Though my revelation was not world-record breaking, it was certainly a breakthrough. I was going to do what had never seemed humanly possible. I began to tell myself, “I am so happy and grateful now that I am a size 6” each morning as I got dressed. I focused mainly on the feelings I would feel if that were, in fact true. As I had never been a size 6 in my adult life, there was a certain amount of detachment from the outcome that I had not felt previously. It was more of a “Wouldn’t it be nice to be a size 6…” rather than “I must, I must…”
A mere 6 weeks after I began this regimen, I headed to my favorite store for a few new summer clothes. As I sifted through the racks, I found myself pulling size 8s to take to the dressing room. When I asked for help with a few things, the sales woman said, “OK, what are you? A 4 or a 6?” I laughed out loud. I grabbed the 8 and high tailed it for the dressing room. And then something magical happened.
I put on the first pair of adorable, size 8 capri pants. Too big. “They must run large,” I thought. I pulled on another pair, and another…all too big. Could it really be that simple? I walked out of that store a size 6.
Now, don’t get me wrong; I do not claim my transformation was solely the result of my affirmation. There was some nutrition, exercise, and portion control involved, but I now saw my goal as something that was actually possible. So possible, in fact, that I did it again and became a size 4!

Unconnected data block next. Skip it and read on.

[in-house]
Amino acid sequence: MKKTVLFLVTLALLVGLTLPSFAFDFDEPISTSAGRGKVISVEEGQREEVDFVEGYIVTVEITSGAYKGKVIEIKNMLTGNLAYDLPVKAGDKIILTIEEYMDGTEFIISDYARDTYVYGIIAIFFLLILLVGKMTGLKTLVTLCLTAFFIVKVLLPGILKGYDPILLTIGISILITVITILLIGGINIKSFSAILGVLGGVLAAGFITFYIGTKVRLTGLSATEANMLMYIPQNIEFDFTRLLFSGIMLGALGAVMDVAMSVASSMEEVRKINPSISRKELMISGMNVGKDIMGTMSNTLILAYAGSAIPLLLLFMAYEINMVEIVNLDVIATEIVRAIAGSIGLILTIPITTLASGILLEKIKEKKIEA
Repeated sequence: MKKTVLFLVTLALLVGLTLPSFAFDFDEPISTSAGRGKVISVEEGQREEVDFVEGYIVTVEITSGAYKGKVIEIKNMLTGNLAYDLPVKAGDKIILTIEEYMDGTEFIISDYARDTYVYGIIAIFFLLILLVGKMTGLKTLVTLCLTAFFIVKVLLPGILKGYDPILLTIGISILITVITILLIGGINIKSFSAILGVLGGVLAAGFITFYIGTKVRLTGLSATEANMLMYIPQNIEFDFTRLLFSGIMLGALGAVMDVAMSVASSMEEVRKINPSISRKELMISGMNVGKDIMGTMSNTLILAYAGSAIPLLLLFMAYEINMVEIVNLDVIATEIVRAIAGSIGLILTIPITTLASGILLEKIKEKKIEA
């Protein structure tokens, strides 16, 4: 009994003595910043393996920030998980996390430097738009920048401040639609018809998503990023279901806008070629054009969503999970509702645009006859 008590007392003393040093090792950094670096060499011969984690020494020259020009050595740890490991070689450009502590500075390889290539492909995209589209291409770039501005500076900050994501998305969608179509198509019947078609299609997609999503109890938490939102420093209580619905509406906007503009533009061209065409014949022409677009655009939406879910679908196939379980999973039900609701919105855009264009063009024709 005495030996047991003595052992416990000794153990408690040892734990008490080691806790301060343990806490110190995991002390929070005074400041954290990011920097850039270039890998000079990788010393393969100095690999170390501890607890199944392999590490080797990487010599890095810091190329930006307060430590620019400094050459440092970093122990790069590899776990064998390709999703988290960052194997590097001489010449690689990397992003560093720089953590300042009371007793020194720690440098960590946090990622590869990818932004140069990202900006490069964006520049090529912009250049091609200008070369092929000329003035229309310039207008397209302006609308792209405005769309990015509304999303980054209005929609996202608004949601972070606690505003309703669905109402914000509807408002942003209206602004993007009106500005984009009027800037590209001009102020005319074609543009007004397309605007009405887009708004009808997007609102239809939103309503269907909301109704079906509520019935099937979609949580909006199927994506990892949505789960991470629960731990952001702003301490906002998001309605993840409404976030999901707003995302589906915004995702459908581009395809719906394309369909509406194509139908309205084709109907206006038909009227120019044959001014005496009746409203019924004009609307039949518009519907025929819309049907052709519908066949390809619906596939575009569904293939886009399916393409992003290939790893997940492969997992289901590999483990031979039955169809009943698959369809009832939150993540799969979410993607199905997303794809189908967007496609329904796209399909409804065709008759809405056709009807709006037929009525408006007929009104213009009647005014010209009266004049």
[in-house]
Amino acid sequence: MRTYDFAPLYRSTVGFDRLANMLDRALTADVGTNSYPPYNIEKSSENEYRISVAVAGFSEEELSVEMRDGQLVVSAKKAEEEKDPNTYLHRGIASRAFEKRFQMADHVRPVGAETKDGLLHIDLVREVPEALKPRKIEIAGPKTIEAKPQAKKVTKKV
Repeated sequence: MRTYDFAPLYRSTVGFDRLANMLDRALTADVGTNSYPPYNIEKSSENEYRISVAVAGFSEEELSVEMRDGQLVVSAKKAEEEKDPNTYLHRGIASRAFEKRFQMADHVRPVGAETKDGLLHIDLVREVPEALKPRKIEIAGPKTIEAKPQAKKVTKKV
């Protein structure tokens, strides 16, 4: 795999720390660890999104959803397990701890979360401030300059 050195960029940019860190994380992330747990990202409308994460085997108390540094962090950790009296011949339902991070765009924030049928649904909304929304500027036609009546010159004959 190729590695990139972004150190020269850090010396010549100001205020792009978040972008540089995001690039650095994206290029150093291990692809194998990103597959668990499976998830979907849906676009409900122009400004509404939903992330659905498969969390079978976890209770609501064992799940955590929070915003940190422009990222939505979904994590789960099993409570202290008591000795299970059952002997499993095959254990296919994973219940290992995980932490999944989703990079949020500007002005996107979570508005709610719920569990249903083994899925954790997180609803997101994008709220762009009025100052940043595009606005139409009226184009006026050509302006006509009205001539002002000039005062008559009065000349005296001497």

I wrote this book so that you too might make a new realization about yourself, about your health, and about what is possible for you. With anything, there will be things that challenge you, but there will also be things that make you feel like you just won the lottery. I will tell you things that may be difficult for you to hear, but I promise that they come from a place of love. I will be your coach and your friend, but I will also give you a push when you are in need of one. You deserve success, you deserve to be healthy, but most of all, you deserve to be happy.
With Love & Gratitude~
After several years of owning her own fitness studio, Erin Tullius wanted to give her clients more than just a nutrition plan and fitness regimen. She wanted to give them inspiration, motivation, and hope. Mind Over Fatter: The Secret to Thinking Yourself Thin taps into the mental and emotional barriers that keep many feeling stuck and unhealthy with practical tips and tools to assist the reader on their journey to health and well-being.
Mind Over Fatter: The Secret to Thinking Yourself Thin
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Reprinted with permission from the author.